Energy systems – how the body acquires the fuel it needs for energy production
How is everyone this morning? What are you thinking? Are you focused on today’s plan and activity? What are you getting up to that will benefit your long term health today? Have you smashed some decent exercise this week? Have you perhaps beaten your personal best on one of the cardio machines and feeling pretty dam good about that? Or lifted an extra weight or for more repetitions this week? Perhaps you ran to the second lamp post instead of the first or maybe you’ve entered your first ½ marathon for 2018?
If you’ve created some momentum this week then keep that ball rolling! If things possibly didn’t go as well as you hoped then guess what...there’s still plenty of time to get up and get moving this weekend. There’s still a chance to concentrate on eating a bit better and drinking a bit more water too...you know you can always do a bit better team. Today’s Topic: Energy systems – how the body acquires the fuel it needs for energy production.
What food groups are essential in your diet and how are they used?
Energy is required for every bodily function
This energy comes from food, the air and the sun.
Each one of these energy sources is metabolised differently to generate useable energy.
Food provides fat, carbohydrate and protein, plus vitamins and minerals that are required to assist in chemical reactions needed for healthy bodily functions.
And the only energy unit useable by our bodies is adenosine triphosphate (ATP).
Once this ATP is generated it is used in one of the three energy systems to fuel activity.
What are the three energy systems? Aerobic system Lactic Acid system Phosphocreatine system
The Main Food groups that influence the energy available to fuel activity
Carbohydrate Due to its molecular structure it the simplest of the different food groups to convert into useable energy. It’s the preferred source of energy to make ATP Available in 2 forms: simple sugars (sugar & sweets) or complex sugars (cereals, rice & vegetables) Both simple and complex provide the same amount of energy but the complex takes longer to digest because they contain fibre Not easily stored in the body – small amounts (approx 2000 kcal) are stored in the muscles & liver in the form of glycogen Carbohydrate (glycogen) stored in the muscles can only be used in the muscles Liver glycogen can be broken down & released into the blood stream as glucose (sugar) Important to refuel with carbs regularly especially during & after activity. Carbs in blood stream will be used immediately for energy or stored for later use. When carb supplies run short the body shuts down “non-essential” functions & sends the small amount left to the brain.
Fat Fat provides the greatest amount of energy Fat is stored in the body – underneath the skin and around the organs Hormones stimulate the breakdown of fat in the adipose tissue into fatty acids to be used for energy production – this process is called Lipolysis. As your fitness improves your ability to extract energy from fat improves. Fat needs a lot of oxygen to be metabolised effectively. The cardiovascular adaptations that occur with regular cardio workouts improve the ability of the body to take up oxygen & deliver it to working muscles – this makes it easier for the body to use fat as fuel at high intensities (HHIT). Fat is a useful survival mechanism – carbs run out quickly but there is an abundant supply of fat to fuel ongoing activity. A fit person can spare the carbohydrate until it’s really needed and maintain activity using fat as the main fuel. You need carbohydrate to aid the metabolism of fat Protein Protein is stored in the body as muscle Only used for energy production when carbohydrates stores are depleted. Proteins need to be broken down into amino acids and converted into glucose by the liver if they are needed for energy production (gluconeogenesis)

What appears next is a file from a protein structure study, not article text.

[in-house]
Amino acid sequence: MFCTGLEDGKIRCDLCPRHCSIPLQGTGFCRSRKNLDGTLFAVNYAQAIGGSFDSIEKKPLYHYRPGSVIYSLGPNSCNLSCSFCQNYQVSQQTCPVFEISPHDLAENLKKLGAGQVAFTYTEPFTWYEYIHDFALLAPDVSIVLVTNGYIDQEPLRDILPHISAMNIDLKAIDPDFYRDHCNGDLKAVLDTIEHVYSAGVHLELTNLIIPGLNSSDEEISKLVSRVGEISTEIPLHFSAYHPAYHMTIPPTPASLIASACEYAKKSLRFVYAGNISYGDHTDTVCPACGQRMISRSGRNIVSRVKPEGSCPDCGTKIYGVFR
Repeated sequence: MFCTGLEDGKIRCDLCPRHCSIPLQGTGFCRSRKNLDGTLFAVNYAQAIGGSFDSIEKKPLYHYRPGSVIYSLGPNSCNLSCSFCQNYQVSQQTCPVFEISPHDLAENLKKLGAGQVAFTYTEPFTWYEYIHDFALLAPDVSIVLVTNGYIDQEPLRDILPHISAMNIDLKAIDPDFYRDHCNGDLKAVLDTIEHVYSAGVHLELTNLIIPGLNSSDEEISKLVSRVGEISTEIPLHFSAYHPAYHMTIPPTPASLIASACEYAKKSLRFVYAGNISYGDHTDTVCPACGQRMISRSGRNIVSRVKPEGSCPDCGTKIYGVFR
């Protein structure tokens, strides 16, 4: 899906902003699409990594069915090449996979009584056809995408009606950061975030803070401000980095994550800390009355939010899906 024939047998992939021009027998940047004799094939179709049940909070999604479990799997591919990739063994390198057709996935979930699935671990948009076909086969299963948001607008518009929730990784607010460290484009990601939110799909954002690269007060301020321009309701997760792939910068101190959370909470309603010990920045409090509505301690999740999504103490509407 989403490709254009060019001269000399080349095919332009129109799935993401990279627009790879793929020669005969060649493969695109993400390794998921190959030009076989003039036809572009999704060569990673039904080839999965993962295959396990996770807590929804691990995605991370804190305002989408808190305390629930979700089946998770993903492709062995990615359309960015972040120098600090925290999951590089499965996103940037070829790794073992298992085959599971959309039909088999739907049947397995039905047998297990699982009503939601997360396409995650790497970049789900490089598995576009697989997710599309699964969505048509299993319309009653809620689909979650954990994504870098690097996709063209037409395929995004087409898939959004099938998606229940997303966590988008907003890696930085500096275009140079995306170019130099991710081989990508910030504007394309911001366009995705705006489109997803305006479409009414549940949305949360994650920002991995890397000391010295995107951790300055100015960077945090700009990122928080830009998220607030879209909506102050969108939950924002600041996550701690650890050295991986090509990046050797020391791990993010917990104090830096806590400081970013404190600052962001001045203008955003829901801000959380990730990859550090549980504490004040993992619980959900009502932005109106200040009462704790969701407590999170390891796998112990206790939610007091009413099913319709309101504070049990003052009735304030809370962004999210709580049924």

Fuels for energy systems • Muscle glycogen is stored to fuel muscular activity • Liver glycogen is intended for use by the brain • If there is no glucose remaining in the blood and the liver glycogen is running low then you must eat carbs or the body will start to make carbohydrate internally (gluconeogenesis). Amino acids are used for this through the breakdown of your muscles.
What happens when I exercise? • The demand for ATP synthesis depends on the intensity of your exercise. • The higher your intensity the more ATP is required & the quicker it needs to be synthesised. • If it can’t be synthesised quickly enough (usually takes more than 10 seconds) then we have to lower the intensity of the exercise • Ideally the body will use a mixture of fat (in the form of fatty acids) and carbs (in the form of glucose) to make ATP. • Fat can only be metabolised in the presence of carbs • Fat can only be used in the presence of oxygen • If no oxygen then only carbs are used • We have plenty of fat stored but it takes a relatively long time to metabolise. • Carbs are metabolised much quicker but we have low stores of it. Fitness Fact of the week Sleeping 6 hours or less per night can increase your IL-6 which is marker of systemic inflammation – this is associated with insulin resistance, cardiovascular disease and osteoporosis. Quote of the week “There is a vast difference in being busy to being focused” Keep active & see you soon Rosie